I think you might be viewing the problem from the wrong angle. The idea isn’t to go somewhere else and set up shop there in the event of something terrible happening, but to already have a population off world that would be unaffected by said terrible something. In our current situation, with just one Earthbound population, if something cataclysmic happens that’s bad enough to wipe out humanity, we’re gone. If there’s an independent colony somewhere then humanity has a chance to live on.
So, it doesn’t matter whether everywhere we can reach is harder to colonise than a post-apocalyptic Earth, because the whole point is to have more than one population in the first place, and starting up a habitat “pre-emptively” has the benefit (hopefully) of plenty of time to get everything set up and working.
My reservations in previous posts are with Musk’s claims about creating a viable off-world “backup” on Mars, since such a habitat would most likely still be reliant on the resources and infrastructure of Earth for survival, so if Earth goes poof, the Mars habitat would follow soon after. Unless a whole lot of problems get solved incredibly quickly there seems to be better pots to put vast resources into in the immediate here and now.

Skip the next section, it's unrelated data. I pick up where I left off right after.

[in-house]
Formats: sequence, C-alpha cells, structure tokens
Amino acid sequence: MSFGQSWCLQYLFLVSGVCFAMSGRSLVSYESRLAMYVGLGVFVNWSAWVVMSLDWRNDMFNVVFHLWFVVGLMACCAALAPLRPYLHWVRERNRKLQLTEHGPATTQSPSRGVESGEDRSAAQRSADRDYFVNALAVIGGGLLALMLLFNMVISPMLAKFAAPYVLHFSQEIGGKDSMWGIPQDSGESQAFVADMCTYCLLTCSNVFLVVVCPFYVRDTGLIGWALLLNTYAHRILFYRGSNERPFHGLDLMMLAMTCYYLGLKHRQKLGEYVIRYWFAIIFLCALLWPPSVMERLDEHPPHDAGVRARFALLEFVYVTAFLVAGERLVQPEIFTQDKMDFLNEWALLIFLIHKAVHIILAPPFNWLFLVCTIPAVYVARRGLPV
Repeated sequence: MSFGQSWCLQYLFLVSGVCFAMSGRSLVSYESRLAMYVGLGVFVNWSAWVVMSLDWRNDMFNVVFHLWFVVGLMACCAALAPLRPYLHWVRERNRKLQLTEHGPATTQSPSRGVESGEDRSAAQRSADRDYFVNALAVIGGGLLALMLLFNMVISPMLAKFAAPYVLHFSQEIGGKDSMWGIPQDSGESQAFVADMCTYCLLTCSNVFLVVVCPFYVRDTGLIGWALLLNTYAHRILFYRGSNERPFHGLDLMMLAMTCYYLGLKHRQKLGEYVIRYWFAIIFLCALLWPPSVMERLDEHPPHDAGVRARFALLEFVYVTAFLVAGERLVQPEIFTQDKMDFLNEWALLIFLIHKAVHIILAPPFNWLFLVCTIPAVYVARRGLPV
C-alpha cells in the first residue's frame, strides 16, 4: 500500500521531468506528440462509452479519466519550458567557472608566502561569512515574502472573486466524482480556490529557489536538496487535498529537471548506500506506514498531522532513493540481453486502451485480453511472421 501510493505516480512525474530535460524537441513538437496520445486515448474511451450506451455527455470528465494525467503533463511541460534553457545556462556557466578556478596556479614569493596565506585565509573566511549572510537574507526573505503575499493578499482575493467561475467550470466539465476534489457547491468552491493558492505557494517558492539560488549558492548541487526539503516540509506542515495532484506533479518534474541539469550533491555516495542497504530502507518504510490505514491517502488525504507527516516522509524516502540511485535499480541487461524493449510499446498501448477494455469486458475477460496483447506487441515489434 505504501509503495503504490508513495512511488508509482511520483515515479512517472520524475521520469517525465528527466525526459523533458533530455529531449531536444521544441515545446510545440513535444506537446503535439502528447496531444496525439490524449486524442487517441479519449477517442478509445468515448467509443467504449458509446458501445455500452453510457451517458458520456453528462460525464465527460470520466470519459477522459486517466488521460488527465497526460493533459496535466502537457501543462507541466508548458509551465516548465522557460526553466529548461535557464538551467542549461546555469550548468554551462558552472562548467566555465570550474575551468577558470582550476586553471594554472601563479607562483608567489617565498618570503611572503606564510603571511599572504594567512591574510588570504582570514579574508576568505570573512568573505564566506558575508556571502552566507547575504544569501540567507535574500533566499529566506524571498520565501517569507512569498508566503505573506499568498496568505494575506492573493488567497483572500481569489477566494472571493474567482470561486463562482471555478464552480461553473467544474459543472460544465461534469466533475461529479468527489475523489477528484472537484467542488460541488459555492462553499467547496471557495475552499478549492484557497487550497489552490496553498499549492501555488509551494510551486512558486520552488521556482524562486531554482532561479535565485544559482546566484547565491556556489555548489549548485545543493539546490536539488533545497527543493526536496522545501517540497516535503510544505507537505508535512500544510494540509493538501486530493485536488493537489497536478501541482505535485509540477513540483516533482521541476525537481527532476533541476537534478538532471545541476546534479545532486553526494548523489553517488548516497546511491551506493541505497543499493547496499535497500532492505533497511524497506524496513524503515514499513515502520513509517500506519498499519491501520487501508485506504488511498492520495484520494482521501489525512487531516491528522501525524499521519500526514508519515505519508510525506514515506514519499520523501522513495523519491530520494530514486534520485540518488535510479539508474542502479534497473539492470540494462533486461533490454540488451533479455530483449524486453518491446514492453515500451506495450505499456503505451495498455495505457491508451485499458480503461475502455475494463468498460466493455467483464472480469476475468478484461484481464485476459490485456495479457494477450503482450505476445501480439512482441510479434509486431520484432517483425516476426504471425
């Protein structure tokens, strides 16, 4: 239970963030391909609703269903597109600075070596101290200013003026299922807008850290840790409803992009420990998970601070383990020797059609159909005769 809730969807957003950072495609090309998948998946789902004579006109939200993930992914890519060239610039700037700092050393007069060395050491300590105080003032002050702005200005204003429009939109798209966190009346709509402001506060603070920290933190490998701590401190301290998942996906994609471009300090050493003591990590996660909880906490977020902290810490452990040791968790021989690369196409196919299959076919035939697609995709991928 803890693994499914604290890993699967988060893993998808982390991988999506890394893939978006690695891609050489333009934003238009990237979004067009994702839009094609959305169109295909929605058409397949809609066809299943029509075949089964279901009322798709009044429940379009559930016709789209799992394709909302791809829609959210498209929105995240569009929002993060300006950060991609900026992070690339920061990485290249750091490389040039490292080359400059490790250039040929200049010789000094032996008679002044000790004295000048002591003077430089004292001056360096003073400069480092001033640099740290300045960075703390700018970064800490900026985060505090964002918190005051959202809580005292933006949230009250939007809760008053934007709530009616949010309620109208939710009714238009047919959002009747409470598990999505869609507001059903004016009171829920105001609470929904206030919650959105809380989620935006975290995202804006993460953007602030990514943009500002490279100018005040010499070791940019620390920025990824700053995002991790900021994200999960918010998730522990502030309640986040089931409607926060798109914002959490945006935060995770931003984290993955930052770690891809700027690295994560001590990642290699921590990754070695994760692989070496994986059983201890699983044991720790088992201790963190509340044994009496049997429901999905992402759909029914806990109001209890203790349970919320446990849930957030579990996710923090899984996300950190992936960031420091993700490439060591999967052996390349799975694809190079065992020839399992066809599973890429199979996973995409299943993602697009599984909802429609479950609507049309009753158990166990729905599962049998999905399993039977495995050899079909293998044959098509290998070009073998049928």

Also, every volcano on Earth going off simultaneously (which isn’t going to happen, thank god) would have vastly worse effects than you make it sound like. An Eyafjällajökull or Mount St Helens might not seem terribly threatening, but in terms of scale they simply don’t compare to the proper big boy volcanoes. Yellowstone (which is still active) has had eruptions at the very least 2500 times bigger than Mount St Helens, and that was a blink of an eye ago, in geological terms.
The eruption of the Siberian Traps supervolcano 250 million years ago is thought to have (directly and indirectly) killed off 90% of all species on the planet and left the climate utterly fucked for millions of years, probably with an oxygen-depleted ocean and an atmosphere full of lovely hydrogen sulfide. That’s one volcano.
If they all went, there may very well be life surviving, but most likely nothing much bigger than bacteria. Of course, if we came in to the solar system on some sort of Ark ship and had to pick a planet to colonise, we may very well still choose Earth over Mars, but that’s nothing like the scenario anyone is proposing when they’re talking about creating mutiple habitats for humans.